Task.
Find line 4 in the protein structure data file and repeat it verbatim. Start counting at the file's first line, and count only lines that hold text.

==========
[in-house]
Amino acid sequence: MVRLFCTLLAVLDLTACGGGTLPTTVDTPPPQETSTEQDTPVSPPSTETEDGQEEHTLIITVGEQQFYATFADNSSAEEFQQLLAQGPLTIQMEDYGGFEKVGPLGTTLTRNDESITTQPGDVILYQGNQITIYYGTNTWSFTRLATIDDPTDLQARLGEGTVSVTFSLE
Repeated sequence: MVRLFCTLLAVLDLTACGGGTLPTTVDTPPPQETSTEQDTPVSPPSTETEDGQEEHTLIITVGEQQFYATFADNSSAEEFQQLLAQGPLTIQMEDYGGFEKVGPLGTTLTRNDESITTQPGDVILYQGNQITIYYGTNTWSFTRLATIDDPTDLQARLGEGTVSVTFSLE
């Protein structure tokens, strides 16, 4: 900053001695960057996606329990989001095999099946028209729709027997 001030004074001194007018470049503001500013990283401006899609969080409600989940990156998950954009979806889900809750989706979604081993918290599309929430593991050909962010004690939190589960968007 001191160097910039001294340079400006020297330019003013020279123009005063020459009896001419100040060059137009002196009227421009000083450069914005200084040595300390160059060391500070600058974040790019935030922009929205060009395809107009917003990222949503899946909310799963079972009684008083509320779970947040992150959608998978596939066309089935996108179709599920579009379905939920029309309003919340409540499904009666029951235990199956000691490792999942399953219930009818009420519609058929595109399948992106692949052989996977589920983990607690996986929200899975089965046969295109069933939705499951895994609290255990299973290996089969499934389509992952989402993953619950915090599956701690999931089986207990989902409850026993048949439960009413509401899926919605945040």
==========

């Protein structure tokens, strides 16, 4: 900053001695960057996606329990989001095999099946028209729709027997 001030004074001194007018470049503001500013990283401006899609969080409600989940990156998950954009979806889900809750989706979604081993918290599309929430593991050909962010004690939190589960968007 001191160097910039001294340079400006020297330019003013020279123009005063020459009896001419100040060059137009002196009227421009000083450069914005200084040595300390160059060391500070600058974040790019935030922009929205060009395809107009917003990222949503899946909310799963079972009684008083509320779970947040992150959608998978596939066309089935996108179709599920579009379905939920029309309003919340409540499904009666029951235990199956000691490792999942399953219930009818009420519609058929595109399948992106692949052989996977589920983990607690996986929200899975089965046969295109069933939705499951895994609290255990299973290996089969499934389509992952989402993953619950915090599956701690999931089986207990989902409850026993048949439960009413509401899926919605945040």